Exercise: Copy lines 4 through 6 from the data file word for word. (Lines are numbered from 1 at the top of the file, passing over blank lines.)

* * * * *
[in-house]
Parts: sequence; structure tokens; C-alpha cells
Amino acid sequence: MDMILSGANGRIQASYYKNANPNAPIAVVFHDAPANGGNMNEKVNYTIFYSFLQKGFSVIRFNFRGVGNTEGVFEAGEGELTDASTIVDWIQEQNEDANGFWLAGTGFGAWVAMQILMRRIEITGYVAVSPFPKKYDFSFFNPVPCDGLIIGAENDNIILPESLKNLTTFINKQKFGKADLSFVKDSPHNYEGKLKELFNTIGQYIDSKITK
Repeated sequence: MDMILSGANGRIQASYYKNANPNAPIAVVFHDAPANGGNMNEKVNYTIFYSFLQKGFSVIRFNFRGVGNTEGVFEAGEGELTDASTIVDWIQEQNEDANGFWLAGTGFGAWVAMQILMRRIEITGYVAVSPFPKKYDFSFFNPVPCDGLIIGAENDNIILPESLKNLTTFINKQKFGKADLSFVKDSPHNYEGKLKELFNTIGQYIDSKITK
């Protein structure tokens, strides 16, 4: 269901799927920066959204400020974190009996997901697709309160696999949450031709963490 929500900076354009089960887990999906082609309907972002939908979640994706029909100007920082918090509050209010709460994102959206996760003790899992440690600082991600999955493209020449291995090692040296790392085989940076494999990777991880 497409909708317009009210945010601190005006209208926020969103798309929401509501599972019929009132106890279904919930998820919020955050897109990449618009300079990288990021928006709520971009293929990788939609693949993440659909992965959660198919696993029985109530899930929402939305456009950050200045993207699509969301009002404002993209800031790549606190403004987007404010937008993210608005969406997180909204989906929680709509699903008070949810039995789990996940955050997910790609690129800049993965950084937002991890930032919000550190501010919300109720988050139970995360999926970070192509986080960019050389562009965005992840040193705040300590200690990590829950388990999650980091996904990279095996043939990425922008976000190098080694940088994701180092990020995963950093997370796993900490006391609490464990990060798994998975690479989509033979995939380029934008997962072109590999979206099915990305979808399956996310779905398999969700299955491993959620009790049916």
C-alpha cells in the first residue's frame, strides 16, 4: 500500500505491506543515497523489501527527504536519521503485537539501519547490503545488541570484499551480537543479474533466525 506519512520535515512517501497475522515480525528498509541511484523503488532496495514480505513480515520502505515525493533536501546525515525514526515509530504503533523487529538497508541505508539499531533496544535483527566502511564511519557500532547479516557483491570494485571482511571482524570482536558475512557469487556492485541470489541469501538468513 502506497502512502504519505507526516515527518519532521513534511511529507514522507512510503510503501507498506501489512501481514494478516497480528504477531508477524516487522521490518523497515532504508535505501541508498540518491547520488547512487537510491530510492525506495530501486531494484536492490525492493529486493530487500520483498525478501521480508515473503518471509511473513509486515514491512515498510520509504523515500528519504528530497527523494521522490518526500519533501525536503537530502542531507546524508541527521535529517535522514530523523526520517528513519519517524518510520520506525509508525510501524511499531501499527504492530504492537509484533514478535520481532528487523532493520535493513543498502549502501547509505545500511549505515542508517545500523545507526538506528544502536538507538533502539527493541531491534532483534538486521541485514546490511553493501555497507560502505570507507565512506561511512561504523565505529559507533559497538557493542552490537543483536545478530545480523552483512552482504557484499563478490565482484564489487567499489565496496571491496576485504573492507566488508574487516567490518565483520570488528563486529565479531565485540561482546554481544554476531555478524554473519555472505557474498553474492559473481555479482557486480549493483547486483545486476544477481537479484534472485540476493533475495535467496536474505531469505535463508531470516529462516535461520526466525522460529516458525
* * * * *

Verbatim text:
Repeated sequence: MDMILSGANGRIQASYYKNANPNAPIAVVFHDAPANGGNMNEKVNYTIFYSFLQKGFSVIRFNFRGVGNTEGVFEAGEGELTDASTIVDWIQEQNEDANGFWLAGTGFGAWVAMQILMRRIEITGYVAVSPFPKKYDFSFFNPVPCDGLIIGAENDNIILPESLKNLTTFINKQKFGKADLSFVKDSPHNYEGKLKELFNTIGQYIDSKITK
């Protein structure tokens, strides 16, 4: 269901799927920066959204400020974190009996997901697709309160696999949450031709963490 929500900076354009089960887990999906082609309907972002939908979640994706029909100007920082918090509050209010709460994102959206996760003790899992440690600082991600999955493209020449291995090692040296790392085989940076494999990777991880 497409909708317009009210945010601190005006209208926020969103798309929401509501599972019929009132106890279904919930998820919020955050897109990449618009300079990288990021928006709520971009293929990788939609693949993440659909992965959660198919696993029985109530899930929402939305456009950050200045993207699509969301009002404002993209800031790549606190403004987007404010937008993210608005969406997180909204989906929680709509699903008070949810039995789990996940955050997910790609690129800049993965950084937002991890930032919000550190501010919300109720988050139970995360999926970070192509986080960019050389562009965005992840040193705040300590200690990590829950388990999650980091996904990279095996043939990425922008976000190098080694940088994701180092990020995963950093997370796993900490006391609490464990990060798994998975690479989509033979995939380029934008997962072109590999979206099915990305979808399956996310779905398999969700299955491993959620009790049916």
C-alpha cells in the first residue's frame, strides 16, 4: 500500500505491506543515497523489501527527504536519521503485537539501519547490503545488541570484499551480537543479474533466525 506519512520535515512517501497475522515480525528498509541511484523503488532496495514480505513480515520502505515525493533536501546525515525514526515509530504503533523487529538497508541505508539499531533496544535483527566502511564511519557500532547479516557483491570494485571482511571482524570482536558475512557469487556492485541470489541469501538468513 502506497502512502504519505507526516515527518519532521513534511511529507514522507512510503510503501507498506501489512501481514494478516497480528504477531508477524516487522521490518523497515532504508535505501541508498540518491547520488547512487537510491530510492525506495530501486531494484536492490525492493529486493530487500520483498525478501521480508515473503518471509511473513509486515514491512515498510520509504523515500528519504528530497527523494521522490518526500519533501525536503537530502542531507546524508541527521535529517535522514530523523526520517528513519519517524518510520520506525509508525510501524511499531501499527504492530504492537509484533514478535520481532528487523532493520535493513543498502549502501547509505545500511549505515542508517545500523545507526538506528544502536538507538533502539527493541531491534532483534538486521541485514546490511553493501555497507560502505570507507565512506561511512561504523565505529559507533559497538557493542552490537543483536545478530545480523552483512552482504557484499563478490565482484564489487567499489565496496571491496576485504573492507566488508574487516567490518565483520570488528563486529565479531565485540561482546554481544554476531555478524554473519555472505557474498553474492559473481555479482557486480549493483547486483545486476544477481537479484534472485540476493533475495535467496536474505531469505535463508531470516529462516535461520526466525522460529516458525